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The student news site of Kingwood Park High School

KP TIMES

The student news site of Kingwood Park High School

KP TIMES

Seniors return to neighborhood swim team to coach

Seniors+Lillian+Reid+and+Luke+Cavallo+return+to+their+neighborhood+swim+team+as+coaches.
Grace Darcy
Seniors Lillian Reid and Luke Cavallo return to their neighborhood swim team as coaches.

After school on weekdays and early mornings on weekends, seniors Luke Cavallo and Lillian Reid dedicate their time to their local swim team: The Wahoos. 

“I’ve swam since fourth grade. My mom made me,” Reid said. “She said I could quit once I got into middle school, but I didn’t feel like quitting because I had made friends. So I stuck out.” 

Both Reid and Cavallo were put on the Wahoo swim team at a young age. Both grew to enjoy the sport and returned to the team this year as coaches. For Cavallo, this is his second job for the summer.

“I needed more money for college,” Cavallo said “They called me a day before Wahoos (practices) started, and they were like ‘we need an extra coach’ and it fit my schedule.”

“My favorite thing about coaching is when the kids start showing progress. I can actually see that they are learning. It’s nice.”

— Luke Cavallo

Both students work on all weekdays and are up early for meets on Saturdays. For Reid, the new job as a swim coach for the team made sense.

“I’ve been a swim instructor for two years so I know how to swim,” Reid said. 

Now with practices starting, the coaches have to run practice for under-7 year olds all the way to 18 year olds. With different age groups coming at different times, the skills and drills that they do have to change with the age group.  

“With the younger kids you have to be in the water the whole time. And it’s a lot of physically showing them,” Cavallo said. “With the older kids, it’s mostly telling them what they need to do. Then occasionally you correct their form.”

Under the head coach’s direction, each coach supervises a couple of lanes of swimmers, along with teaching all the age groups different strokes and techniques.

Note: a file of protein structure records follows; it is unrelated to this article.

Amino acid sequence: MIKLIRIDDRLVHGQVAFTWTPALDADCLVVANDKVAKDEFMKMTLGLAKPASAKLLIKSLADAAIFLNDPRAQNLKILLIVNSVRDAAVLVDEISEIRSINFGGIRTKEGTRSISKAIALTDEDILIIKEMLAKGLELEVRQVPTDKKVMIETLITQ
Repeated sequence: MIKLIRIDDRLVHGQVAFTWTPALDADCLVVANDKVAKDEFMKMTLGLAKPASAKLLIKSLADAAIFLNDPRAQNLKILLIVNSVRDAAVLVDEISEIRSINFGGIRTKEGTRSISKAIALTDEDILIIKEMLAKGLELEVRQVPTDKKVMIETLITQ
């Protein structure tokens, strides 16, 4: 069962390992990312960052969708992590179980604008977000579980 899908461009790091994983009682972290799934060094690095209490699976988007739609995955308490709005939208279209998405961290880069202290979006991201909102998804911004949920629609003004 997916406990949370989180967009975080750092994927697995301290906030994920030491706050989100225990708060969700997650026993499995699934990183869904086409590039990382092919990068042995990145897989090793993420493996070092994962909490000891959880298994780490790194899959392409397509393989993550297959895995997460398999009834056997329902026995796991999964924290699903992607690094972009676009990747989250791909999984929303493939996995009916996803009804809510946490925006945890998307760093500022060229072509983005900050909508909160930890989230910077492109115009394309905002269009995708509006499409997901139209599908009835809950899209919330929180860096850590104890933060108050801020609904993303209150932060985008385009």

“I had a kid and she was really struggling with breaststroke and wanted to give up because she wasn’t good in the beginning,” Reid said. “I was like, ‘No, you have to keep trying to get good’ and as she kept doing it she kept getting better.”

Through the first month, both Reid and Cavallo can see progress.

“My favorite thing about coaching is when the kids start showing progress,” Cavallo said.  “I can actually see that they are learning. It’s nice.”

The pair of coaches also have to manage the behavior of a large group of kids. Cavallo typically ignores the problem child so as not to interrupt the other kids’ lessons. If kids are misbehaving, Reid has a different approach. She takes away what even the older kids want – their lollipop at the end of practice.

When the pair swam for the Wahoos they each remembered a tradition they enjoyed. For Cavallo it was pep rallies, for Reid it was the team chants before every meet. Though the trend has faded over time, Reid plans to bring them back full force. 

“Last year on the team it was dull when we did our chants. There weren’t very many people,” Reid said. “So I want to bring back like it was when I was first on the team and it was super fun.”

Though one of the smaller teams in the area, the coaches said the Wahoos swim team is the most tight knit in the area.

“On the Wahoos, if one person is swimming then we’re all cheering for that person,” Reid said “We have one of the best communities. We are pretty much a family on the Wahoos.”

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    HaleighMay 28, 2024 at 6:18 pm

    Love the article and the writing style!

    Reply